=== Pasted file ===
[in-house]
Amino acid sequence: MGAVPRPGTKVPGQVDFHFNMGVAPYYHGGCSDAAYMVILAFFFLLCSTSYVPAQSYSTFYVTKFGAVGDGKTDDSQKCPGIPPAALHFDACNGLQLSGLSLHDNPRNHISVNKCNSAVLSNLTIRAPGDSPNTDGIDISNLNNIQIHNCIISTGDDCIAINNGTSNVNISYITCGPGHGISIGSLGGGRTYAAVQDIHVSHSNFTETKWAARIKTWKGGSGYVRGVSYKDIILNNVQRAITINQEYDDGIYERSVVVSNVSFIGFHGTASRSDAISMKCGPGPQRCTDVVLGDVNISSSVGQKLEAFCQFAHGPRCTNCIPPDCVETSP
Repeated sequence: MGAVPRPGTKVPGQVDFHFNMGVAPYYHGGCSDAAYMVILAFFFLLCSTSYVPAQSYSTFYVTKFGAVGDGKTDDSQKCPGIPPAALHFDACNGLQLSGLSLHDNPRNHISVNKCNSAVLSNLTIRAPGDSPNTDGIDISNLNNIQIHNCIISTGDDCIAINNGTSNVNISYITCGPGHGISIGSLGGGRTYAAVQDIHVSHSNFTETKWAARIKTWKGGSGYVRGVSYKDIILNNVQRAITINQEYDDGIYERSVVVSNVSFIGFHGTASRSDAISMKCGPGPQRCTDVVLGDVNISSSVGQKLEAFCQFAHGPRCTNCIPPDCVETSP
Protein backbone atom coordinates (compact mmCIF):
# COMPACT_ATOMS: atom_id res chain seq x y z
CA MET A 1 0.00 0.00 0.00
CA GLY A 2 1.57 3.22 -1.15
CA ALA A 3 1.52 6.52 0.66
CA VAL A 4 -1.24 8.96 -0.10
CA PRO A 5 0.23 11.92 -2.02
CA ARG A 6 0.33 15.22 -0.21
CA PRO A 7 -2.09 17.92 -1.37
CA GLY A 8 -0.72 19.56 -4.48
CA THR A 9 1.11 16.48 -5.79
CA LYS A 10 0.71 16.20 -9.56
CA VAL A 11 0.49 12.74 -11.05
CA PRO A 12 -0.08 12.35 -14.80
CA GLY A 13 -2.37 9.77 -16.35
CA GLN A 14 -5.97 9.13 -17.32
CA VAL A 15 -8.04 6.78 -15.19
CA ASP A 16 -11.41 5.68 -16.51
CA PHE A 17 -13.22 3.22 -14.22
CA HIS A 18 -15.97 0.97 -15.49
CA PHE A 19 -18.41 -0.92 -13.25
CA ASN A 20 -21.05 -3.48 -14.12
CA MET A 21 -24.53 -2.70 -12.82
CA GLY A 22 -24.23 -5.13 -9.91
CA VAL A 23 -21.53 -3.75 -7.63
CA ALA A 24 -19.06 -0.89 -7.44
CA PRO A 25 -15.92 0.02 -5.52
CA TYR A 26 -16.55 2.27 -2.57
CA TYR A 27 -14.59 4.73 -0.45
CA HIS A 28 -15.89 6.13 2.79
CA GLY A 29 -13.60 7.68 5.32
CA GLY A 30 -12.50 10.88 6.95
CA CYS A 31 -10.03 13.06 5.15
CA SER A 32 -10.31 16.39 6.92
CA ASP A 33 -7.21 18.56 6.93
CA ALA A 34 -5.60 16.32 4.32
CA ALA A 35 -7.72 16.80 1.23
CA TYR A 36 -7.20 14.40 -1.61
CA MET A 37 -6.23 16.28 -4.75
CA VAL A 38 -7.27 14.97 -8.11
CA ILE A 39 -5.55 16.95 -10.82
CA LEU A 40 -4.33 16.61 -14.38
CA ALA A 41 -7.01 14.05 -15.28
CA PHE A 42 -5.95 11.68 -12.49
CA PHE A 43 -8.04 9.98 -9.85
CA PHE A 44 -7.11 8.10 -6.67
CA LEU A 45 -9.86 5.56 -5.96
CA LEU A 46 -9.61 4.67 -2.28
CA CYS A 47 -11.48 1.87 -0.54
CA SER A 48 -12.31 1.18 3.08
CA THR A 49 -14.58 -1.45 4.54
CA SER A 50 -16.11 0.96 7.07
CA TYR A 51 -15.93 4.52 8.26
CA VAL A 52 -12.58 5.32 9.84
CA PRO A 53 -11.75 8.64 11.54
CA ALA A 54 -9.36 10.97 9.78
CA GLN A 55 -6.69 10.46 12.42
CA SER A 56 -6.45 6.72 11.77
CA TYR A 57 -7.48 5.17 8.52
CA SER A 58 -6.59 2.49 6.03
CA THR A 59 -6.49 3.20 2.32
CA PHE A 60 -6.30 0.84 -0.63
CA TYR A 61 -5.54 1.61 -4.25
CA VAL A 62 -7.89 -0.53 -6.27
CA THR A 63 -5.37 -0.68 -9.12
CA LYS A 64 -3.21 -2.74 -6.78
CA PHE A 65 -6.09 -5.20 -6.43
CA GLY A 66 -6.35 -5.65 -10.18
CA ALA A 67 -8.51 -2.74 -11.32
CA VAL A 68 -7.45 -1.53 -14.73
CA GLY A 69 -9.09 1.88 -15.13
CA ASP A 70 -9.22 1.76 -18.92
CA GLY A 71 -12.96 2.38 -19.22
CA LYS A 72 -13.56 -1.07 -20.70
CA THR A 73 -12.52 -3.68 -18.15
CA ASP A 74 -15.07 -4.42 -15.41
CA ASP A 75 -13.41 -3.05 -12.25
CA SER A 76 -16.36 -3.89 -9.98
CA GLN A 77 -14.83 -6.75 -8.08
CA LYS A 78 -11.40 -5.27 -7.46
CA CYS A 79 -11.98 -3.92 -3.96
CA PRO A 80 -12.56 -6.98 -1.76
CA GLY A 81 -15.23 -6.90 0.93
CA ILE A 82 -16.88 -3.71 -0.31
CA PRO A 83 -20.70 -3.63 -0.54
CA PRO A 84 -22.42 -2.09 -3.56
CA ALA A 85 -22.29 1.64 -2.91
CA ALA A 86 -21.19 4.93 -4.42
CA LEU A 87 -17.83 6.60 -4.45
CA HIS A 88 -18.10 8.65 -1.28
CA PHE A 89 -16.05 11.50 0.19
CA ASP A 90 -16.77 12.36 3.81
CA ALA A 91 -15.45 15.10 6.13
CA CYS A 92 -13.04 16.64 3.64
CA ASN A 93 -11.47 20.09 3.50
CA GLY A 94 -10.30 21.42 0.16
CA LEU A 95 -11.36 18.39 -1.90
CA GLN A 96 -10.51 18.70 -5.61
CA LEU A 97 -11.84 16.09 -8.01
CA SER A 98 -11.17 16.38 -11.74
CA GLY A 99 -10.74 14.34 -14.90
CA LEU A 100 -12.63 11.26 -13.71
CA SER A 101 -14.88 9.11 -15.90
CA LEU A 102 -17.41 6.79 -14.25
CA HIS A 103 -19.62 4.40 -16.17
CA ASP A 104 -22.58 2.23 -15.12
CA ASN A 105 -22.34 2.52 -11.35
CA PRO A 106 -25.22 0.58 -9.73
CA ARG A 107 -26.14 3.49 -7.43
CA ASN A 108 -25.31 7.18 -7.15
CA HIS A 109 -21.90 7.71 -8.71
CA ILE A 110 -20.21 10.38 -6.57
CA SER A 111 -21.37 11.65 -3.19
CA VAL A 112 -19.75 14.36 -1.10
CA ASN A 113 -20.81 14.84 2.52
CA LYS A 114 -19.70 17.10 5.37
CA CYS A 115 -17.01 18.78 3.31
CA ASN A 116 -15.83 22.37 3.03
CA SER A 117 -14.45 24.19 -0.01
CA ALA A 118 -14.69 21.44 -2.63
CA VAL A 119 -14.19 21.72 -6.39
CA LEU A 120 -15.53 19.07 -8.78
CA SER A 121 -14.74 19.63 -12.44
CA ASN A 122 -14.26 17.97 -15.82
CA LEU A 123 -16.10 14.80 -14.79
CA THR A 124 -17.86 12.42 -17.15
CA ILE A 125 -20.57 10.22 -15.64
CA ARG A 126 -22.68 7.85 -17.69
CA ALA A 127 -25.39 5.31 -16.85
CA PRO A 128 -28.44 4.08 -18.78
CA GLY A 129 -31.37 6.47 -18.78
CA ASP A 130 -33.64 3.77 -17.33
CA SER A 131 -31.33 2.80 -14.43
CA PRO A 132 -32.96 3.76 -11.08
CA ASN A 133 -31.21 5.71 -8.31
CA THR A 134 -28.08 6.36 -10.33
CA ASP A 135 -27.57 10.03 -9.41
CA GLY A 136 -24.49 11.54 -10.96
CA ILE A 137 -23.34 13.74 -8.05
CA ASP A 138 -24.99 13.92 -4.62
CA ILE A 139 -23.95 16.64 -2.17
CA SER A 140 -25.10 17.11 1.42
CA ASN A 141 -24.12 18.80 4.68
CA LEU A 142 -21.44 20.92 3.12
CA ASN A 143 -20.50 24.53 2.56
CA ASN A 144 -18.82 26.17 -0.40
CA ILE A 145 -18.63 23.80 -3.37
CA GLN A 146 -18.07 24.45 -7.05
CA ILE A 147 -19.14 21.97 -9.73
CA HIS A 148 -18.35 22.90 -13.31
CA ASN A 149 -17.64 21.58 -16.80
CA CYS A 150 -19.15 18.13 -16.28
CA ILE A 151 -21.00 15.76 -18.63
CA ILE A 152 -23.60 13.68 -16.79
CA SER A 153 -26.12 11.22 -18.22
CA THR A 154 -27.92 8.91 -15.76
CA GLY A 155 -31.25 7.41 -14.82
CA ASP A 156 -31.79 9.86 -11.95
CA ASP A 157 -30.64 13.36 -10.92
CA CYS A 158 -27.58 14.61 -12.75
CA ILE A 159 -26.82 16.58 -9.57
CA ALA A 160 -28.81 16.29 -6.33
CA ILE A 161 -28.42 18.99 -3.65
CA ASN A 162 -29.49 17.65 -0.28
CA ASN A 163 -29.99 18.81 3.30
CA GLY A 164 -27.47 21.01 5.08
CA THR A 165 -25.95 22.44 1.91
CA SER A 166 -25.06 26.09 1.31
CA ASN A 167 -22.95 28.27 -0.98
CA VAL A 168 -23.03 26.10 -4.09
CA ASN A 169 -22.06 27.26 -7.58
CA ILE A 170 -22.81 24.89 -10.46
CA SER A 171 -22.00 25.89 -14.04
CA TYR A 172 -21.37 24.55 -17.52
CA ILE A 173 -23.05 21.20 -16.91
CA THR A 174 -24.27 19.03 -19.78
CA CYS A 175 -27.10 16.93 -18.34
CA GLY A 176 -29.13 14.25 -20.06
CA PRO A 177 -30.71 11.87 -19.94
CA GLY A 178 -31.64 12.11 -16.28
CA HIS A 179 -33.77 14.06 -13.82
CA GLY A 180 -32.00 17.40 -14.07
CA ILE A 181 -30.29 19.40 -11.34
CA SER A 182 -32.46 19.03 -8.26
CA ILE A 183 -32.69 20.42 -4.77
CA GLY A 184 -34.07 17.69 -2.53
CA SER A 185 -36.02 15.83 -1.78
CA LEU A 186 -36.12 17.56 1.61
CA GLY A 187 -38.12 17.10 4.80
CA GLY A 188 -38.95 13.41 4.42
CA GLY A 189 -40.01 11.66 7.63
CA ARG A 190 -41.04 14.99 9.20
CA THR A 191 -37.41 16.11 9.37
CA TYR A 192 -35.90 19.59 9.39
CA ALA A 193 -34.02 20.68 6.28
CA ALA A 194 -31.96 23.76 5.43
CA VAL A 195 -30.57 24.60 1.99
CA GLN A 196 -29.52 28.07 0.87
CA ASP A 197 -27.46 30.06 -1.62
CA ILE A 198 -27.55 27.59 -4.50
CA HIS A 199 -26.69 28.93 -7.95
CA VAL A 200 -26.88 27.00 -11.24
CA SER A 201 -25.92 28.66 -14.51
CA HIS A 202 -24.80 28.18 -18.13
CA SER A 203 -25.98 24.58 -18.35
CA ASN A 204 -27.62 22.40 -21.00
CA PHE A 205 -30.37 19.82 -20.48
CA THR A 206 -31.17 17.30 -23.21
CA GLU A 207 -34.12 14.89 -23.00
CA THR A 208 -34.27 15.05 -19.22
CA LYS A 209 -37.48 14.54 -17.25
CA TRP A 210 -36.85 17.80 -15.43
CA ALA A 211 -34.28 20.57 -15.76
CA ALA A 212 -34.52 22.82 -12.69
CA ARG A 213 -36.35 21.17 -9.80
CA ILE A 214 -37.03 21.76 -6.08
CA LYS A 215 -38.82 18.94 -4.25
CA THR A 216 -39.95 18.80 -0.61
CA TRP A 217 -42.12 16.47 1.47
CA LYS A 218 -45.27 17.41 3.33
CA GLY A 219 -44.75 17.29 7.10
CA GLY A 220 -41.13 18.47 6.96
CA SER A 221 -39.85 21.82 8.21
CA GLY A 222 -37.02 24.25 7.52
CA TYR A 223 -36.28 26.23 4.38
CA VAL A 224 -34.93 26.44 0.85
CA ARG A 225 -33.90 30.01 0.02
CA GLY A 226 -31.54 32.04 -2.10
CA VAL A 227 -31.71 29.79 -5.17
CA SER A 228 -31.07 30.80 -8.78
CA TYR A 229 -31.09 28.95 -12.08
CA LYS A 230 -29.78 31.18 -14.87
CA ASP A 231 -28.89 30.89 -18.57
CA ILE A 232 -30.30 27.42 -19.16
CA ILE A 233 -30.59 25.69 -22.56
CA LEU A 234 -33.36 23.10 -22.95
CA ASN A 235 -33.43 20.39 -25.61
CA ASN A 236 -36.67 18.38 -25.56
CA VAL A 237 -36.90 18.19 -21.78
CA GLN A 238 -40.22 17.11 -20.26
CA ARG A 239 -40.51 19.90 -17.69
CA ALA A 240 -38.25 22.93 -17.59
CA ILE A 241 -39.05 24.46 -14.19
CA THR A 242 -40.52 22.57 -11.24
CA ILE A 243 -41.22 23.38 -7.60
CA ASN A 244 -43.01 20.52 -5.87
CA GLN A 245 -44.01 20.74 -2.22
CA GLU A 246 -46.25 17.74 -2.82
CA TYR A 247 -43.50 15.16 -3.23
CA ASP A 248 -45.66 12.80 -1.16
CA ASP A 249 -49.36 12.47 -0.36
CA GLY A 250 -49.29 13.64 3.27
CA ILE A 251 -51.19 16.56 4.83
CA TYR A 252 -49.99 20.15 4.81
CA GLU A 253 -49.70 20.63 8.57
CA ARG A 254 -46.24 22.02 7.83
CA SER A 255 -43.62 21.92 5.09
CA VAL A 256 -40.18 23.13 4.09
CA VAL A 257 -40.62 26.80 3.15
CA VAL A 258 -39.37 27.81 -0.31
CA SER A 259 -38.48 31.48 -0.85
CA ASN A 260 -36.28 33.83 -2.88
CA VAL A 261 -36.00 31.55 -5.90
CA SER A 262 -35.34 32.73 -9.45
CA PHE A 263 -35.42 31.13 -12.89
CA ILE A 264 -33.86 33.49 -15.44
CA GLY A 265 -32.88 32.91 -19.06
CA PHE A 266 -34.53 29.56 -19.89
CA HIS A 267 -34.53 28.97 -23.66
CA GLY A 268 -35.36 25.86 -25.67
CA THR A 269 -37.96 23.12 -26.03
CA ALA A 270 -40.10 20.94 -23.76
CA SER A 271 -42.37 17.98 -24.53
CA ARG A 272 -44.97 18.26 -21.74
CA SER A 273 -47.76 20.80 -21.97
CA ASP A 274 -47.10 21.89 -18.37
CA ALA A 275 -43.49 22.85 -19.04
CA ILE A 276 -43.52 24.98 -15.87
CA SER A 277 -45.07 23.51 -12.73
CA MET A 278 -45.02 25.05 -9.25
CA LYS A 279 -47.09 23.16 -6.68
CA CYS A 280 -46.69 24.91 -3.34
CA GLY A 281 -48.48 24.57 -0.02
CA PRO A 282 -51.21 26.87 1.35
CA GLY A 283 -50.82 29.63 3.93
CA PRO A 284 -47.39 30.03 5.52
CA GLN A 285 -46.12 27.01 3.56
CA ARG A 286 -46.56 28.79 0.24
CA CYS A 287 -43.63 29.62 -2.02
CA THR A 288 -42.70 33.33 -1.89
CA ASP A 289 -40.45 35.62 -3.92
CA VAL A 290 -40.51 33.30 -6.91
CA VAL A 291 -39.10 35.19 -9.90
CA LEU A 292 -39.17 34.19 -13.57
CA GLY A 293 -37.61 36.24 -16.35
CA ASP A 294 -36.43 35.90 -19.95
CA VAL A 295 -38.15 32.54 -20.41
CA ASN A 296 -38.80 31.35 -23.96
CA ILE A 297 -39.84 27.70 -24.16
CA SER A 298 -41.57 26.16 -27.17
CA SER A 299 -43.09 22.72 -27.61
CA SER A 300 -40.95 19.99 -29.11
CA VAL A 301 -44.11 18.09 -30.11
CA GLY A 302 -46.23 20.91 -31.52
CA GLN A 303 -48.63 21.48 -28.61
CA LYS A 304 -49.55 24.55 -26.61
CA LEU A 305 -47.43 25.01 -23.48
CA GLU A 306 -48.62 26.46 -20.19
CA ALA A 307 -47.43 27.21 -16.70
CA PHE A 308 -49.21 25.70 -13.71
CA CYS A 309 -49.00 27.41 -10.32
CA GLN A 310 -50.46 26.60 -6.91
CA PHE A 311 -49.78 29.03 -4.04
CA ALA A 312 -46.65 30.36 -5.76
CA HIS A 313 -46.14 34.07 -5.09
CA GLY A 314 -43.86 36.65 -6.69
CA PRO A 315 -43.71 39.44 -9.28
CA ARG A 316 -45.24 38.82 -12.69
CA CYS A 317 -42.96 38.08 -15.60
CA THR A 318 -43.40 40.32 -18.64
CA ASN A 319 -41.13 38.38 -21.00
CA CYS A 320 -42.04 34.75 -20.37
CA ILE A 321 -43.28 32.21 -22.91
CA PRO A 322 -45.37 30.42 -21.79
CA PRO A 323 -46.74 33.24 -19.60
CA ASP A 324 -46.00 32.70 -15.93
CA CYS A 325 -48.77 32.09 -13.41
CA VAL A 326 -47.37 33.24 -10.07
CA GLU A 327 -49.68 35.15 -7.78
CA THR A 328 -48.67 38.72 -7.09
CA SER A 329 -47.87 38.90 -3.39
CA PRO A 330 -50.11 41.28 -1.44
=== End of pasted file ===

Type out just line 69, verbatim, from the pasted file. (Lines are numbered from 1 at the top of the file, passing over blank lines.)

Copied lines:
CA LYS A 64 -3.21 -2.74 -6.78